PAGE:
BY Ariel Schwartz
French fries are not the first thing that comes to mind when you think about “natural” foods. But that isn’t stopping Wendy’s from testing out its so-called Natural Fries in select markets throughout Florida, North Carolina, and Louisiana. The fries are pretty bare bones–just skin-on strips of potato slathered in oils and sea salt. Regular Wendy’s fries contain table salt, oil, and sodium acid pyrophosphate (to protect color).
So far, customer reviews have been positive. Wendy’s executives are also excited about the new fries. Food blogger Rick Allen explains:
But at least one local Wendy’s manager is thrilled with the new fries, too. Larry Romanik, who runs the Wendy’s at 3001 E. Silver Springs Blvd., says in the three weeks they’ve been available, “They’ve been getting overwhelmingly rave reviews. I think we’ve had only one negative so far.” Sigue leyendo
Line25 Sites of the Week is a weekly roundup of the most outstanding website designs that I stumble across during my every day browsing. In this week’s collection, we have designs from Little Black Dress Society, Themify, Hull Digital, CandyBar and Carbon Ads.
View the website
View the website Sigue leyendo
Recently, A/B testing has come under (unjust) criticism from different circles on the Internet. Even though this criticism contains some relevant points, the basic argument against A/B testing is flawed. It seems to confuse the A/B testing methodology with a specific implementation of it (e.g. testing red vs. green buttons and other trivial tests). Let’s look at different criticisms that have surfaced on the Web recently and see why they are unfounded.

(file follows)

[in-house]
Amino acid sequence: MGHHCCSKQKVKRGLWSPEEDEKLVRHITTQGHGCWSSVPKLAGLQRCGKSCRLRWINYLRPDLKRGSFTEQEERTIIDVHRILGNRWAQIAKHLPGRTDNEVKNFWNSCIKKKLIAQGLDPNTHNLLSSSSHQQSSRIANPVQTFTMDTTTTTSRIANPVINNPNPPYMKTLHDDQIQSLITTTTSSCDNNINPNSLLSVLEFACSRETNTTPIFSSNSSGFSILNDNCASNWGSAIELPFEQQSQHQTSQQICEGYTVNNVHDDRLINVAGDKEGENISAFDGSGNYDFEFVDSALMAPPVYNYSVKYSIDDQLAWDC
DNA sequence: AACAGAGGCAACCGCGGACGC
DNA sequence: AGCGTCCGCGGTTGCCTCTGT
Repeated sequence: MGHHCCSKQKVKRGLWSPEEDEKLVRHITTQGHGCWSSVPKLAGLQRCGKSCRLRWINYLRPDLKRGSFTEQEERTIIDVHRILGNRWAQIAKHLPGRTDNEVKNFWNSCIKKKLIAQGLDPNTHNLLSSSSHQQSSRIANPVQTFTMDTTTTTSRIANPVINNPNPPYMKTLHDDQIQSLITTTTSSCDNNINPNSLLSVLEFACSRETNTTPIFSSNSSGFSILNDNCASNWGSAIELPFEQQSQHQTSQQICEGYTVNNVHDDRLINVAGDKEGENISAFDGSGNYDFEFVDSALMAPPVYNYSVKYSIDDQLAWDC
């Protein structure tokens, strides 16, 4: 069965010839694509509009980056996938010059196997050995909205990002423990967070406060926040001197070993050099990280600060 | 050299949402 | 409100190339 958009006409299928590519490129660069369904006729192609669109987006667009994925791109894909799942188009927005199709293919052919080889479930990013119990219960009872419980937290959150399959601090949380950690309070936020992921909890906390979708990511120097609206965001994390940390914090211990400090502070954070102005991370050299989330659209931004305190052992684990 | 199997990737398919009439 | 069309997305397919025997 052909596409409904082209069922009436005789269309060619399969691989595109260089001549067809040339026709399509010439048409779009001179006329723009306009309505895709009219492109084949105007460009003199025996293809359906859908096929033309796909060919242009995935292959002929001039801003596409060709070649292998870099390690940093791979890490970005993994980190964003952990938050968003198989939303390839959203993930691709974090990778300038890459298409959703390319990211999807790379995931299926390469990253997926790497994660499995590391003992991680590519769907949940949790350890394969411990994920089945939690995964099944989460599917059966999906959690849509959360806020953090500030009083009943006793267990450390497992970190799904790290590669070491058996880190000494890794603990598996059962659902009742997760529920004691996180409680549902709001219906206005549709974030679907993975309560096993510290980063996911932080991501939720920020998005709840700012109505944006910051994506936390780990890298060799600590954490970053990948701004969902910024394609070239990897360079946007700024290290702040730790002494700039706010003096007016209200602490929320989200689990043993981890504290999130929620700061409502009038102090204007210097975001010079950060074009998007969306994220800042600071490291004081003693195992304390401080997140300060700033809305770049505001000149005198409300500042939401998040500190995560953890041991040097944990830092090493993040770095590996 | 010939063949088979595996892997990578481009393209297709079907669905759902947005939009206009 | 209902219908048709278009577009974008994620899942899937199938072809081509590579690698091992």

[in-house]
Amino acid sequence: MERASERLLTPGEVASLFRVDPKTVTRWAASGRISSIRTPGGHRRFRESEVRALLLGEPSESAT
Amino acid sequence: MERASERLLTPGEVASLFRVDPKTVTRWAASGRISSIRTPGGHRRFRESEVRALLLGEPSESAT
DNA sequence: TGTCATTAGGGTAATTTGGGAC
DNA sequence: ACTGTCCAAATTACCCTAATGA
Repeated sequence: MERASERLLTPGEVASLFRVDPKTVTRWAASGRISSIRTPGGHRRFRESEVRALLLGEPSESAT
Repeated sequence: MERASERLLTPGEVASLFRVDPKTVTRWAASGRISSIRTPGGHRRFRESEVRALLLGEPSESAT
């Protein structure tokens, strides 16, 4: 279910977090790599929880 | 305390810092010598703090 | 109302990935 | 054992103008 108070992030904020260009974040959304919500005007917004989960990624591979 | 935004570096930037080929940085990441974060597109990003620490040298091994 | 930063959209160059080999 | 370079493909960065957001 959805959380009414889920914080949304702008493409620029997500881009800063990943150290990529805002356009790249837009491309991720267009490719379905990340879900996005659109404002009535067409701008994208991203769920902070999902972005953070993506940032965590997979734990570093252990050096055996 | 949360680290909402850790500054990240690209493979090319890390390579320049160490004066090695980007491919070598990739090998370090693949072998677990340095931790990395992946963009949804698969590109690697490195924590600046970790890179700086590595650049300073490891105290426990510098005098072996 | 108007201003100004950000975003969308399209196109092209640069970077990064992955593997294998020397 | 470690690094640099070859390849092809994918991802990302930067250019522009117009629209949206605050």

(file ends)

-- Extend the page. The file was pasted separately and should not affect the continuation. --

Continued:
Argument #1: A/B Testing And The Local Minimum
Jason Cohen, in his post titled Out of the Cesspool and Into the Sewer: A/B Testing Trap, argues that A/B testing produces the local minimum, while the goal should be to get to the global minimum. For those who don’t understand the difference between the local and global minimum (or maxima), think of the conversion rate as a function of different elements on your page. It’s like a region in space where every point represents a variation of your page; the lower a point is in space, the better it is. To borrow an example from Jason, here is the issue with the local vs. global minimum:
Most candidates — even high-level executives — need to be prepped before the interview. The reason for this is obvious: they all think they’re great interviewees. Most aren’t. Making matters worse, the hiring managers they’ll be meeting think they’re endowed with some special instinct that allows them to accurately assess candidate competency. Most aren’t.
Since I don’t like to present great candidates who get inadvertently excluded for dumb reasons, I need to prep both my hiring manager clients and my candidates to increase the likelihood the candidates are appropriately and accurately evaluated. This way I don’t have to do searches over again and rely on luck to make placements.